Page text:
It’s been a couple of months since the last visit down to West Burton – our company farm just outside the village of Bamburgh in Northumberland – and it’s safe to say a lot has changed since then.
With us being at the end of July, harvest is very much upon us, and the winter barley has been sprayed off, so it won’t be long before the combine is in the field cutting that.
The oil seed rape and wheat aren’t quite there yet, with the wheat still green and hopefully filling quite nicely in the sunshine that we’ve had over the past couple weeks. Fingers crossed, that will be reflected in the yield.
Being at the end of the growing season, it’s quite evident to see that there’s been high disease pressure – particularly Septoria in the wheat.
Drilling dates played a big part in this. We drilled this in the second week of September, so the risk was quite high, and even though we had a cold, dry start to the spring, it’s clear to see there’s been high Septoria pressure.
So, in hindsight, we’re happy that we used a robust T1 fungicide, followed by a very robust T2, so the disease control has been good in the wheat.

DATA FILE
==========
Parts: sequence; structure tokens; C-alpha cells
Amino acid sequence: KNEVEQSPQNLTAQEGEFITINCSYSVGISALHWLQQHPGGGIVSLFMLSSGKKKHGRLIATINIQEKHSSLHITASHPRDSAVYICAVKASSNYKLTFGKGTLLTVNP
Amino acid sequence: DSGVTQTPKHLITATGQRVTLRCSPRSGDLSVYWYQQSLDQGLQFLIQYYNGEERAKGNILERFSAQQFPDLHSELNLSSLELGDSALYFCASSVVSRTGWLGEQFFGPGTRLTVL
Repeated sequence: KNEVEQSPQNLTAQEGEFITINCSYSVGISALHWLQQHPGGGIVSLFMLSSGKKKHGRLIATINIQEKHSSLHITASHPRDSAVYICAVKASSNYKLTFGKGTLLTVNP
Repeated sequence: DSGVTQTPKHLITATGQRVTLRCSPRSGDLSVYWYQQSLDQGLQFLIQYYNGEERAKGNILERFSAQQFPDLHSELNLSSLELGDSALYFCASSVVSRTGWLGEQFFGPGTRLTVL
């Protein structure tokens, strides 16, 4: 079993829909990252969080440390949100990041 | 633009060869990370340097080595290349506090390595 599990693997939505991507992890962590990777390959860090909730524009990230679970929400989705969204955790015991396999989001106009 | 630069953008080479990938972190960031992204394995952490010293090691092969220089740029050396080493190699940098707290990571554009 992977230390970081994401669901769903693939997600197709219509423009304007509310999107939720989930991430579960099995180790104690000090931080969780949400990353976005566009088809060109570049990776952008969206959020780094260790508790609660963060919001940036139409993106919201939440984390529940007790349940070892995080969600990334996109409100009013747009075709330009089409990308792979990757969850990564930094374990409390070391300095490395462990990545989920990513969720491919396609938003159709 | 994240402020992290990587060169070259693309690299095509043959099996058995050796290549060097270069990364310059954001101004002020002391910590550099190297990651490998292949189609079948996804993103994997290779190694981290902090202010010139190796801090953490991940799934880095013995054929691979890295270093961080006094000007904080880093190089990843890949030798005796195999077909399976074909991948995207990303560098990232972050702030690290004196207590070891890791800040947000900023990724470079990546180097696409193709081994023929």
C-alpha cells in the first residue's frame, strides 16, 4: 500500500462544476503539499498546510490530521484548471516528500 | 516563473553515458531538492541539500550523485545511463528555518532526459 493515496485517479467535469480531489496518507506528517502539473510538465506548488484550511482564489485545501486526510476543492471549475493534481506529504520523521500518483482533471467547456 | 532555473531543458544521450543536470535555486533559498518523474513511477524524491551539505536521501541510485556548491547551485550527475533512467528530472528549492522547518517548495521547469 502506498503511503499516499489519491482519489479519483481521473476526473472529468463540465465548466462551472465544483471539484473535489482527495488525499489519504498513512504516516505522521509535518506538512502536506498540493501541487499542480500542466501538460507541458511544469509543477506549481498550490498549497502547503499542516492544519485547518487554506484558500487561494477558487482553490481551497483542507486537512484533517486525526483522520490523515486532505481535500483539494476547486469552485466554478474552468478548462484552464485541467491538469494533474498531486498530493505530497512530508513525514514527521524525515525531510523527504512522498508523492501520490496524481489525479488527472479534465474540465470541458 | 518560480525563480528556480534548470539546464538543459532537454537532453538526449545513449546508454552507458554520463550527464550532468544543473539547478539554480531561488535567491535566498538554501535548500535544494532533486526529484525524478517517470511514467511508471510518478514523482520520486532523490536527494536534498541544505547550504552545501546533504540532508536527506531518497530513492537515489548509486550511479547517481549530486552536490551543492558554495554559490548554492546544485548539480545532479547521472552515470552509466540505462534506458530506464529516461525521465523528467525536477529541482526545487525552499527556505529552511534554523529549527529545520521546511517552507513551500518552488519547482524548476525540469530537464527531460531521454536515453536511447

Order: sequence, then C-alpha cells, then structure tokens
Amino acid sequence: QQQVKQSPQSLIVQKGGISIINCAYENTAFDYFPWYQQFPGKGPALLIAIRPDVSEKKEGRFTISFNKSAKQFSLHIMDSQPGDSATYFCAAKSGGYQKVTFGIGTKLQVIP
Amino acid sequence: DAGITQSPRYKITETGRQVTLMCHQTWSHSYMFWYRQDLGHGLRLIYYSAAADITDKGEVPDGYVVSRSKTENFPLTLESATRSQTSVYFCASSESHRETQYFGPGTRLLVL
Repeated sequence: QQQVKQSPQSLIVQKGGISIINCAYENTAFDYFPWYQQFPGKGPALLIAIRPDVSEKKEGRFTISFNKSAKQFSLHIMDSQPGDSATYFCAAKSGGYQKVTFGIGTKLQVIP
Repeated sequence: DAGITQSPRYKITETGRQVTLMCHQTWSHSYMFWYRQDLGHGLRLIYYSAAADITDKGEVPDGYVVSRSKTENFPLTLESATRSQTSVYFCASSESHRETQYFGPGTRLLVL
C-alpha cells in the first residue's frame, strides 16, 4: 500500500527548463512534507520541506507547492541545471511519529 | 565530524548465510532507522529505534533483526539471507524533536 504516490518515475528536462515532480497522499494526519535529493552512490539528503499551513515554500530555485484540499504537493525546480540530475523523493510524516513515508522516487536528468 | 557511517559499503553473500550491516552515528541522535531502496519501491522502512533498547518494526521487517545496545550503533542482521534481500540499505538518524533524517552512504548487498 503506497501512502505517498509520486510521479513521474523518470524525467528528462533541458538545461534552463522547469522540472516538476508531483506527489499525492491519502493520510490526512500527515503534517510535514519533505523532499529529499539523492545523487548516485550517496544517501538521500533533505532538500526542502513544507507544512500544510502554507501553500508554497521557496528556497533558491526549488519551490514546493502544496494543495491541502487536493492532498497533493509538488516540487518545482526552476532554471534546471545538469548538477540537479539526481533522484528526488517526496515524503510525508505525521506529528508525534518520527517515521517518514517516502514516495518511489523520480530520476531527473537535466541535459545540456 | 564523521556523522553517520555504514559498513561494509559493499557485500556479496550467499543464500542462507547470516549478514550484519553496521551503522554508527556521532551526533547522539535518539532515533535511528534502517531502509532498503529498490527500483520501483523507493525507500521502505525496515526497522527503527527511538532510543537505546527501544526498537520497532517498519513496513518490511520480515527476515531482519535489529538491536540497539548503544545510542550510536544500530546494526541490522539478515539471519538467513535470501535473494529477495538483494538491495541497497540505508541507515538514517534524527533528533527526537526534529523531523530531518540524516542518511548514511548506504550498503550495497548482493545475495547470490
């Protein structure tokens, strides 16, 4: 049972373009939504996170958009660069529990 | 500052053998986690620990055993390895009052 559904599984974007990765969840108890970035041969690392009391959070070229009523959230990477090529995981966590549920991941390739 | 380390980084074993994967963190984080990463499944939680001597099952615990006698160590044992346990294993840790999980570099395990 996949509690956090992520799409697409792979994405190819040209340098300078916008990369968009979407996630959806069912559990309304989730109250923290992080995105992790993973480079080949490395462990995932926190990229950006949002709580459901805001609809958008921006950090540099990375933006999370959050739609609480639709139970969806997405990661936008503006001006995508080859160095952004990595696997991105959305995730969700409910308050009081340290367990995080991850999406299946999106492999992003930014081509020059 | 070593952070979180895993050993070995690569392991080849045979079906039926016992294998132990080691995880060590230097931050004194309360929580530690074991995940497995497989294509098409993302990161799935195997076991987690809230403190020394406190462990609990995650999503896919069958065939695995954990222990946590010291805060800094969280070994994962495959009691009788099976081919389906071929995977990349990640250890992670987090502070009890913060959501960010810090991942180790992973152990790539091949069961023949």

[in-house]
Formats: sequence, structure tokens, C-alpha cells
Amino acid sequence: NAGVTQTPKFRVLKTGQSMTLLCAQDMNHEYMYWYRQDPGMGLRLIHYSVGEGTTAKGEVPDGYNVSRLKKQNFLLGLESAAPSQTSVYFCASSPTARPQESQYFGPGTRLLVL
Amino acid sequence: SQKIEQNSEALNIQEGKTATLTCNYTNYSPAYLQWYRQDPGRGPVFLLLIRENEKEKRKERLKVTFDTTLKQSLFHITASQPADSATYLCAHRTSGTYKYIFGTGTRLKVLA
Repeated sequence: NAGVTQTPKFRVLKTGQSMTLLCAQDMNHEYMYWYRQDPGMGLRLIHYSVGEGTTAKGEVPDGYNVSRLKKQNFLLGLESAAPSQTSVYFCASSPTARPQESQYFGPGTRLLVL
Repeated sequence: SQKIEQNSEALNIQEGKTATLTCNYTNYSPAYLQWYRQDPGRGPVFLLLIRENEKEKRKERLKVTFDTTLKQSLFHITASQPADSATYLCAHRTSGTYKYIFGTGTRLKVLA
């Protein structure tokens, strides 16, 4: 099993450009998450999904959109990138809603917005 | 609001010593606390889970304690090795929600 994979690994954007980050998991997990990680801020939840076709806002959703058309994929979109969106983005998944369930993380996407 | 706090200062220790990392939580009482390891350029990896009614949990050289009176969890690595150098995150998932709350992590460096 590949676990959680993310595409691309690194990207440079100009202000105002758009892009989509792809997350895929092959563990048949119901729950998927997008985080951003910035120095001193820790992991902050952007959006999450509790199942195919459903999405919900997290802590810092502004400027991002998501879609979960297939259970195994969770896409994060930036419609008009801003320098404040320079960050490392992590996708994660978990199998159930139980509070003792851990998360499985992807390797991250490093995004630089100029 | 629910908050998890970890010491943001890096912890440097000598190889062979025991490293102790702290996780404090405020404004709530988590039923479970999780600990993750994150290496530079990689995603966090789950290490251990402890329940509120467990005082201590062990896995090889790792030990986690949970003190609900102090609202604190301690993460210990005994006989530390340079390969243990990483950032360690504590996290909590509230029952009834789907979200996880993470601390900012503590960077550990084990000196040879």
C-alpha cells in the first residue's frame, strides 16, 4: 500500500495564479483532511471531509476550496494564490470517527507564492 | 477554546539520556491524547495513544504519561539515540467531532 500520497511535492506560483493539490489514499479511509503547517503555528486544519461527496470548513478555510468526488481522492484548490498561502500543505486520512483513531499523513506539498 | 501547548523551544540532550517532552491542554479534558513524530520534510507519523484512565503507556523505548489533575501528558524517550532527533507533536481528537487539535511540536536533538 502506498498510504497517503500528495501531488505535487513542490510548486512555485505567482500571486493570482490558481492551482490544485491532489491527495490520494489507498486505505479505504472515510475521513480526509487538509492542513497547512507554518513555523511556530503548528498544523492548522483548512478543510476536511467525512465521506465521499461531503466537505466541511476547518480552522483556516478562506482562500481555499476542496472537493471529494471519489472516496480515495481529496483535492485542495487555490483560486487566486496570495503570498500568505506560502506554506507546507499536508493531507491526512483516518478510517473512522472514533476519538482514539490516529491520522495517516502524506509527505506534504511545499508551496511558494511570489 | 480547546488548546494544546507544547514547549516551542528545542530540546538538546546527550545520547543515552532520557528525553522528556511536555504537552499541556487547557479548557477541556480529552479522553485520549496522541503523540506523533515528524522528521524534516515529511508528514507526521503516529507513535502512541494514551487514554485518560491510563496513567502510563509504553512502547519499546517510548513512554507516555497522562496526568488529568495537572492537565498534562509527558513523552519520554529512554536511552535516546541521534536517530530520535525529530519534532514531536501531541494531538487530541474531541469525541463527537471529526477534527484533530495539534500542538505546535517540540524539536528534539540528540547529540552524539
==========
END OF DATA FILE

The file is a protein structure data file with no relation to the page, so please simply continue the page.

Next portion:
In terms of spring barley, we’re seeing a little bit of ramularia. With the loss of chlorothalonyll, we are struggling for disease control for ramularia, so we’re just going to have to watch this space.
On the whole, things at the company farm look okay, but elsewhere in the countryside we have been seeing quite a lot of ramularia in spring barley.
We’re starting to plan for next season and have attended a number of variety trials to look at wheat varieties.
With the increased pressure from Septoria, we’re starting to think that perhaps using varieties with greater resistance to disease rather than relying on fungicide will be better for us, as we like to drill early, which increases that disease pressure.
We also need to think about cultivation strategy and grass weed control moving forward and stubble management, so we can help to control the weed burden that we have here.
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